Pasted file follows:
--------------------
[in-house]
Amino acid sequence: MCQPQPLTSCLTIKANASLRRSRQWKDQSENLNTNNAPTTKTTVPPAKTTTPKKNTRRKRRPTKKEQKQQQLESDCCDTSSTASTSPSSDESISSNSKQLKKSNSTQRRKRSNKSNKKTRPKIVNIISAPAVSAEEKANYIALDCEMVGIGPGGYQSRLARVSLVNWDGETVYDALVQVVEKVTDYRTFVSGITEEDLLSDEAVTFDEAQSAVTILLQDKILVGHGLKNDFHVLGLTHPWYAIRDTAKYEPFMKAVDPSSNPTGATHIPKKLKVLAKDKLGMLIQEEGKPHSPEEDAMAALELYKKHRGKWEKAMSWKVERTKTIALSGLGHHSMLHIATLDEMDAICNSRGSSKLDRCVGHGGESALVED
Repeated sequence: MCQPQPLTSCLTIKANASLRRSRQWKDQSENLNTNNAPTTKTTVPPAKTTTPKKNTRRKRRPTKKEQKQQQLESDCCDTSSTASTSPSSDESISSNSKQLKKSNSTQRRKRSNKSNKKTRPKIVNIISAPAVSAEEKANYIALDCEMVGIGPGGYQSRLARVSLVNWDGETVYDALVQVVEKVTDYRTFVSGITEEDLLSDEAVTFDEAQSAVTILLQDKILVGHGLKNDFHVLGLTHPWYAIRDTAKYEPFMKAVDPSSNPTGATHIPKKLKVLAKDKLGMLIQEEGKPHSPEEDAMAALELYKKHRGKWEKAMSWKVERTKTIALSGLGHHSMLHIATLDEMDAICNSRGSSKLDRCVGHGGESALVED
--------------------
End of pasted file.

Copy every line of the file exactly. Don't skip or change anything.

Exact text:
[in-house]
Amino acid sequence: MCQPQPLTSCLTIKANASLRRSRQWKDQSENLNTNNAPTTKTTVPPAKTTTPKKNTRRKRRPTKKEQKQQQLESDCCDTSSTASTSPSSDESISSNSKQLKKSNSTQRRKRSNKSNKKTRPKIVNIISAPAVSAEEKANYIALDCEMVGIGPGGYQSRLARVSLVNWDGETVYDALVQVVEKVTDYRTFVSGITEEDLLSDEAVTFDEAQSAVTILLQDKILVGHGLKNDFHVLGLTHPWYAIRDTAKYEPFMKAVDPSSNPTGATHIPKKLKVLAKDKLGMLIQEEGKPHSPEEDAMAALELYKKHRGKWEKAMSWKVERTKTIALSGLGHHSMLHIATLDEMDAICNSRGSSKLDRCVGHGGESALVED
Repeated sequence: MCQPQPLTSCLTIKANASLRRSRQWKDQSENLNTNNAPTTKTTVPPAKTTTPKKNTRRKRRPTKKEQKQQQLESDCCDTSSTASTSPSSDESISSNSKQLKKSNSTQRRKRSNKSNKKTRPKIVNIISAPAVSAEEKANYIALDCEMVGIGPGGYQSRLARVSLVNWDGETVYDALVQVVEKVTDYRTFVSGITEEDLLSDEAVTFDEAQSAVTILLQDKILVGHGLKNDFHVLGLTHPWYAIRDTAKYEPFMKAVDPSSNPTGATHIPKKLKVLAKDKLGMLIQEEGKPHSPEEDAMAALELYKKHRGKWEKAMSWKVERTKTIALSGLGHHSMLHIATLDEMDAICNSRGSSKLDRCVGHGGESALVED